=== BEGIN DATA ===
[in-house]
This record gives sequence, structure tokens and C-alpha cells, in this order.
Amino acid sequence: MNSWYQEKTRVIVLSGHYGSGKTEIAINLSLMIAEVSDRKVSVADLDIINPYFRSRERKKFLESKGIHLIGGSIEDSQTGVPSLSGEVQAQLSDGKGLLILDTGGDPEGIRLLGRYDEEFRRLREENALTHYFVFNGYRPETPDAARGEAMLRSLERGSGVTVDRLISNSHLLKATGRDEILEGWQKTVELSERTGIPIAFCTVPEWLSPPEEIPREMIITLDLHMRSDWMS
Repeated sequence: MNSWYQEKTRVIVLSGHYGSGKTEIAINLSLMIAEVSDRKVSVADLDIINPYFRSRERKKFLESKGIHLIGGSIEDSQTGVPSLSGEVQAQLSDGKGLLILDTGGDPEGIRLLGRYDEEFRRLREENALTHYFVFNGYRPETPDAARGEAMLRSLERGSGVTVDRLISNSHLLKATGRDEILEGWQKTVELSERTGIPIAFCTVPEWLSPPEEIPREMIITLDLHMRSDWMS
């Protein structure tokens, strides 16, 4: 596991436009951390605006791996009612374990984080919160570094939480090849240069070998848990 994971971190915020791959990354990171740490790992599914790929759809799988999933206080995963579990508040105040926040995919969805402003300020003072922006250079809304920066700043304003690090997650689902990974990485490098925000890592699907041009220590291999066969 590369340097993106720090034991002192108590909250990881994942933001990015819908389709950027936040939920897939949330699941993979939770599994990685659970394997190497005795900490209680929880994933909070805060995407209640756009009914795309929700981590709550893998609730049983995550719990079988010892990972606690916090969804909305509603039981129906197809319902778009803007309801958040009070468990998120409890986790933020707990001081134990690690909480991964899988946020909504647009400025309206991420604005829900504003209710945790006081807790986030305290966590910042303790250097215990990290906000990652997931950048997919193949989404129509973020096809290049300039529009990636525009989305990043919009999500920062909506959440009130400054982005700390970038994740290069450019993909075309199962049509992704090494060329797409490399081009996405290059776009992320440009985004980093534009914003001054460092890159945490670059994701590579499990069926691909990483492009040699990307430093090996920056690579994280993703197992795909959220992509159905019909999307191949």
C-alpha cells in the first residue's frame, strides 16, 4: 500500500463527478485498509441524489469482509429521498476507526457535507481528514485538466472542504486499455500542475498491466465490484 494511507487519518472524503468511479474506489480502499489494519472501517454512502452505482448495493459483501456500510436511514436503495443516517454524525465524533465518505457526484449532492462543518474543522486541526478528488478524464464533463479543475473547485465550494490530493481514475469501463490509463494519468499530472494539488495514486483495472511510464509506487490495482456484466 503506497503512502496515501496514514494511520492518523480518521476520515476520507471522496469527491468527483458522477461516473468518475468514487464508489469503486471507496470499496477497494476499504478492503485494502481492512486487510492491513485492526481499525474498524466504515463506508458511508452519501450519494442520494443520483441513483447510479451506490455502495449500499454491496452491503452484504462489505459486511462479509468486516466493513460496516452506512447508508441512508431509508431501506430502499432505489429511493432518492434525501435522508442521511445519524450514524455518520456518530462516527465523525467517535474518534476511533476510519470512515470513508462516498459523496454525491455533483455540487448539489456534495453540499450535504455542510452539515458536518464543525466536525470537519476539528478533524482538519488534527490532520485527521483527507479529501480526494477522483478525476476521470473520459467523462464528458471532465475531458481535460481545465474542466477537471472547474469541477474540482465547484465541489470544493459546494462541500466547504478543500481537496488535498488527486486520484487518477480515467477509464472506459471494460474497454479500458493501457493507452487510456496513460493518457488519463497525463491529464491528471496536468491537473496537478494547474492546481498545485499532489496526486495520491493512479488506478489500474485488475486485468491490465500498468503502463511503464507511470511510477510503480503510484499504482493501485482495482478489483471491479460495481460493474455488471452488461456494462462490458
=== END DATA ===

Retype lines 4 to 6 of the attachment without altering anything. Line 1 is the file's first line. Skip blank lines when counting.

Repeated sequence: MNSWYQEKTRVIVLSGHYGSGKTEIAINLSLMIAEVSDRKVSVADLDIINPYFRSRERKKFLESKGIHLIGGSIEDSQTGVPSLSGEVQAQLSDGKGLLILDTGGDPEGIRLLGRYDEEFRRLREENALTHYFVFNGYRPETPDAARGEAMLRSLERGSGVTVDRLISNSHLLKATGRDEILEGWQKTVELSERTGIPIAFCTVPEWLSPPEEIPREMIITLDLHMRSDWMS
């Protein structure tokens, strides 16, 4: 596991436009951390605006791996009612374990984080919160570094939480090849240069070998848990 994971971190915020791959990354990171740490790992599914790929759809799988999933206080995963579990508040105040926040995919969805402003300020003072922006250079809304920066700043304003690090997650689902990974990485490098925000890592699907041009220590291999066969 590369340097993106720090034991002192108590909250990881994942933001990015819908389709950027936040939920897939949330699941993979939770599994990685659970394997190497005795900490209680929880994933909070805060995407209640756009009914795309929700981590709550893998609730049983995550719990079988010892990972606690916090969804909305509603039981129906197809319902778009803007309801958040009070468990998120409890986790933020707990001081134990690690909480991964899988946020909504647009400025309206991420604005829900504003209710945790006081807790986030305290966590910042303790250097215990990290906000990652997931950048997919193949989404129509973020096809290049300039529009990636525009989305990043919009999500920062909506959440009130400054982005700390970038994740290069450019993909075309199962049509992704090494060329797409490399081009996405290059776009992320440009985004980093534009914003001054460092890159945490670059994701590579499990069926691909990483492009040699990307430093090996920056690579994280993703197992795909959220992509159905019909999307191949």
C-alpha cells in the first residue's frame, strides 16, 4: 500500500463527478485498509441524489469482509429521498476507526457535507481528514485538466472542504486499455500542475498491466465490484 494511507487519518472524503468511479474506489480502499489494519472501517454512502452505482448495493459483501456500510436511514436503495443516517454524525465524533465518505457526484449532492462543518474543522486541526478528488478524464464533463479543475473547485465550494490530493481514475469501463490509463494519468499530472494539488495514486483495472511510464509506487490495482456484466 503506497503512502496515501496514514494511520492518523480518521476520515476520507471522496469527491468527483458522477461516473468518475468514487464508489469503486471507496470499496477497494476499504478492503485494502481492512486487510492491513485492526481499525474498524466504515463506508458511508452519501450519494442520494443520483441513483447510479451506490455502495449500499454491496452491503452484504462489505459486511462479509468486516466493513460496516452506512447508508441512508431509508431501506430502499432505489429511493432518492434525501435522508442521511445519524450514524455518520456518530462516527465523525467517535474518534476511533476510519470512515470513508462516498459523496454525491455533483455540487448539489456534495453540499450535504455542510452539515458536518464543525466536525470537519476539528478533524482538519488534527490532520485527521483527507479529501480526494477522483478525476476521470473520459467523462464528458471532465475531458481535460481545465474542466477537471472547474469541477474540482465547484465541489470544493459546494462541500466547504478543500481537496488535498488527486486520484487518477480515467477509464472506459471494460474497454479500458493501457493507452487510456496513460493518457488519463497525463491529464491528471496536468491537473496537478494547474492546481498545485499532489496526486495520491493512479488506478489500474485488475486485468491490465500498468503502463511503464507511470511510477510503480503510484499504482493501485482495482478489483471491479460495481460493474455488471452488461456494462462490458